I agree that natural selection will determine, say, if white or brown moths get to be more or less prolific depending on the camoflage background of their environment. But the brown or white moths are still brown or white moths.

This is why you don't see any morphing of creatures, except for the butterfly, and it morphs in front of our eyes -- kind of one of God's little miracles to show us how amazing He is.



posted on Oct, 22 2005 @ 01:10 PM
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I agree there will be natural variety in body types. But it is limited within a range.


That wasn't my point...




Any mutations that will occur will be harmful. Any organisms that are born with mutated genes usually die or are stillborn.


This statement is totally wrong.My friend has webed feet,a mutation and it is in no way harmful to him at all, he was not still born.





Therefore, the natural variations are just that, natural variations, and will never result in a dramatic change in the creature.


Replace "variations" with "mutations" and "never" with "sometimes".




I agree that natural selection will determine, say, if white or brown moths get to be more or less prolific depending on the camoflage background of their environment


Thats nice.So why cant it determine the lenght of an animals neck or any other feature?




This is why you don't see any morphing of creatures, except for the butterfly, and it morphs in front of our eyes -- kind of one of God's little miracles to show us how amazing He is.


Only butterflys? Im pretty sure other animals go through morphogenic larval stages..and yes God is amazing I mean who else could programme a system such as evolution ?



posted on Oct, 22 2005 @ 01:21 PM
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I agree there will be natural variety in body types. But it is limited within a range.


Merkeva: That wasn't my point...

But it's a good point.


Any mutations that will occur will be harmful. Any organisms that are born with mutated genes usually die or are stillborn.


Merkeva: This statement is totally wrong.My friend has webed feet,a mutation and it is in no way harmful to him at all, he was not still born.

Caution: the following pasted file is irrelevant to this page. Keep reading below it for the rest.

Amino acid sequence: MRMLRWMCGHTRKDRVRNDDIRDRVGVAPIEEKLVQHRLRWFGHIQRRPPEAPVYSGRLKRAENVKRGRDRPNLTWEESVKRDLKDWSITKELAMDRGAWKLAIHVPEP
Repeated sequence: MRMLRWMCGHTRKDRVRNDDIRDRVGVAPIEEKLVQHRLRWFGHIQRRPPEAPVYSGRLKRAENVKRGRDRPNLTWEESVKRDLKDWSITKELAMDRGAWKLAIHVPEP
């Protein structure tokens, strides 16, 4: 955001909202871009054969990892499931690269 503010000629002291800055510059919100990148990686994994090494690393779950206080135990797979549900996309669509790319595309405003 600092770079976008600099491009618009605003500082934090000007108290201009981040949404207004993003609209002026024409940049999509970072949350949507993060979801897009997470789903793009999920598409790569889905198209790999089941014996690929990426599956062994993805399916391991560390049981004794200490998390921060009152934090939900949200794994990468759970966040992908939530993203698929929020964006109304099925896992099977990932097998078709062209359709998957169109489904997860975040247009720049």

Everybody has webbed feet. Your friend may have them more than others, so it's a matter of degree.



Therefore, the natural variations are just that, natural variations, and will never result in a dramatic change in the creature.


Merkeva: Replace "variations" with "mutations" and "never" with "sometimes".



Mutations are always harmful. They are sometimes not fatal, but they are never an improvement. When genes are damaged or lost, the results are harmful. In speciation, genetic material that's already there emerges, and the new species is "specialized" - where you get the word "species" from. So because it's special it has less genetic material, it's more specialized. Doctors in medicine specialize or isolate themselves to one branch of medicine rather than take on the whole shebang. Same with species. They branch off from the parent kind. It happens suddenly, not over billions of years. It happens when God pulls the trigger so to speak.





I agree that natural selection will determine, say, if white or brown moths get to be more or less prolific depending on the camoflage background of their environment


Merkeva: Thats nice.So why cant it determine the lenght of an animals neck or any other feature?

Because the moths were there in the beginning. The white moths didn't turn brown because the Industrial Revolution made smoke and soot and made the buildings go from light colored to dark colored. There were already two different kinds of moths flying around. But when the buildings started to get darker, the darker moths fared better than the light ones did.



This is why you don't see any morphing of creatures, except for the butterfly, and it morphs in front of our eyes -- kind of one of God's little miracles to show us how amazing He is.


Merkeva: Only butterflys? Im pretty sure other animals go through morphogenic larval stages..and yes God is amazing I mean who else could programme a system such as evolution ?

Well, God didn't program evolution. He just made everything the way it is, and as I say he put the species within the kinds, which we might refer to as "micro-evolution" and some people mistake for evolution -- (evolution meaning new genetic material is formed and simple creatures become more and more complex over ions of time, and plants turn into fish turn into reptiles turn into birds turn into mammals turn into people.)


I'm glad you agree that God is awesome.






[edit on 22-10-2005 by resistance]